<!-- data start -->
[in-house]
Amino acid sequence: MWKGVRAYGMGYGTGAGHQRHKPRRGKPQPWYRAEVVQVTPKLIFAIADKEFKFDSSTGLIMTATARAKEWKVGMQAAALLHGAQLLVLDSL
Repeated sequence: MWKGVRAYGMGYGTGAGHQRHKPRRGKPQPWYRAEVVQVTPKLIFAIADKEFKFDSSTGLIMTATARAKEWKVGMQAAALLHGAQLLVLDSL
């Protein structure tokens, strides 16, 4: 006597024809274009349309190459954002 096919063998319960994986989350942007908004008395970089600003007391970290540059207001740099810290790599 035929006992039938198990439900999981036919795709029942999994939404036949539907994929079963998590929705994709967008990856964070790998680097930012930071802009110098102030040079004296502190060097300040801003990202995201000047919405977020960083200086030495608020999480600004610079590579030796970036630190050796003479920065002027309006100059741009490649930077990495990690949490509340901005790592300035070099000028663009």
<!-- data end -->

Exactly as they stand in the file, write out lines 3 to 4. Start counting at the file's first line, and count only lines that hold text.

Repeated sequence: MWKGVRAYGMGYGTGAGHQRHKPRRGKPQPWYRAEVVQVTPKLIFAIADKEFKFDSSTGLIMTATARAKEWKVGMQAAALLHGAQLLVLDSL
């Protein structure tokens, strides 16, 4: 006597024809274009349309190459954002 096919063998319960994986989350942007908004008395970089600003007391970290540059207001740099810290790599 035929006992039938198990439900999981036919795709029942999994939404036949539907994929079963998590929705994709967008990856964070790998680097930012930071802009110098102030040079004296502190060097300040801003990202995201000047919405977020960083200086030495608020999480600004610079590579030796970036630190050796003479920065002027309006100059741009490649930077990495990690949490509340901005790592300035070099000028663009």